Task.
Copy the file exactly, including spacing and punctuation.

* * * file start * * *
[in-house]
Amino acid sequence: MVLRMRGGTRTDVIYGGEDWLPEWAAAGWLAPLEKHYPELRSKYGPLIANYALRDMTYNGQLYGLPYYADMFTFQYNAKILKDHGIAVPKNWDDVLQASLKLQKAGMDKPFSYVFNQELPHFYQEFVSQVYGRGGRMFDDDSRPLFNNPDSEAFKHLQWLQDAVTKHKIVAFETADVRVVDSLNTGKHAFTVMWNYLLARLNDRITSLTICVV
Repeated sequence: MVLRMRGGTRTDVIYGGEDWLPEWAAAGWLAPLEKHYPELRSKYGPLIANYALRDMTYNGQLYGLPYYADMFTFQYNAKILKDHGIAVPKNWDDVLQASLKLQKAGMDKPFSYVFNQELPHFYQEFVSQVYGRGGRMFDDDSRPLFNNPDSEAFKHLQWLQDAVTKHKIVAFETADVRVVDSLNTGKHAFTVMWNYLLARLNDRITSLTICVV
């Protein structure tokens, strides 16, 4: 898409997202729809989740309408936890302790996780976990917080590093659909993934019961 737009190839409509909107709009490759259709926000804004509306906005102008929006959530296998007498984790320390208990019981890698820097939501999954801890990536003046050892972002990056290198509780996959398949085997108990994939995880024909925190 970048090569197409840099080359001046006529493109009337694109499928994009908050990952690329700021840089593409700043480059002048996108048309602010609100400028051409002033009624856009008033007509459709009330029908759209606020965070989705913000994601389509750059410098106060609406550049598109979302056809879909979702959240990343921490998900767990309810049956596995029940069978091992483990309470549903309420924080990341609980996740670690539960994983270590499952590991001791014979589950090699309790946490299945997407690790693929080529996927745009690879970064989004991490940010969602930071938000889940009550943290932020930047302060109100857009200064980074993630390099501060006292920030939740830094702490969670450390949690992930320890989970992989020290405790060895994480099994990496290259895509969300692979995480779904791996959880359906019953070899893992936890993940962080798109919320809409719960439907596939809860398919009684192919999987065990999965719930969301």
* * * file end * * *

[in-house]
Amino acid sequence: MVLRMRGGTRTDVIYGGEDWLPEWAAAGWLAPLEKHYPELRSKYGPLIANYALRDMTYNGQLYGLPYYADMFTFQYNAKILKDHGIAVPKNWDDVLQASLKLQKAGMDKPFSYVFNQELPHFYQEFVSQVYGRGGRMFDDDSRPLFNNPDSEAFKHLQWLQDAVTKHKIVAFETADVRVVDSLNTGKHAFTVMWNYLLARLNDRITSLTICVV
Repeated sequence: MVLRMRGGTRTDVIYGGEDWLPEWAAAGWLAPLEKHYPELRSKYGPLIANYALRDMTYNGQLYGLPYYADMFTFQYNAKILKDHGIAVPKNWDDVLQASLKLQKAGMDKPFSYVFNQELPHFYQEFVSQVYGRGGRMFDDDSRPLFNNPDSEAFKHLQWLQDAVTKHKIVAFETADVRVVDSLNTGKHAFTVMWNYLLARLNDRITSLTICVV
């Protein structure tokens, strides 16, 4: 898409997202729809989740309408936890302790996780976990917080590093659909993934019961 737009190839409509909107709009490759259709926000804004509306906005102008929006959530296998007498984790320390208990019981890698820097939501999954801890990536003046050892972002990056290198509780996959398949085997108990994939995880024909925190 970048090569197409840099080359001046006529493109009337694109499928994009908050990952690329700021840089593409700043480059002048996108048309602010609100400028051409002033009624856009008033007509459709009330029908759209606020965070989705913000994601389509750059410098106060609406550049598109979302056809879909979702959240990343921490998900767990309810049956596995029940069978091992483990309470549903309420924080990341609980996740670690539960994983270590499952590991001791014979589950090699309790946490299945997407690790693929080529996927745009690879970064989004991490940010969602930071938000889940009550943290932020930047302060109100857009200064980074993630390099501060006292920030939740830094702490969670450390949690992930320890989970992989020290405790060895994480099994990496290259895509969300692979995480779904791996959880359906019953070899893992936890993940962080798109919320809409719960439907596939809860398919009684192919999987065990999965719930969301």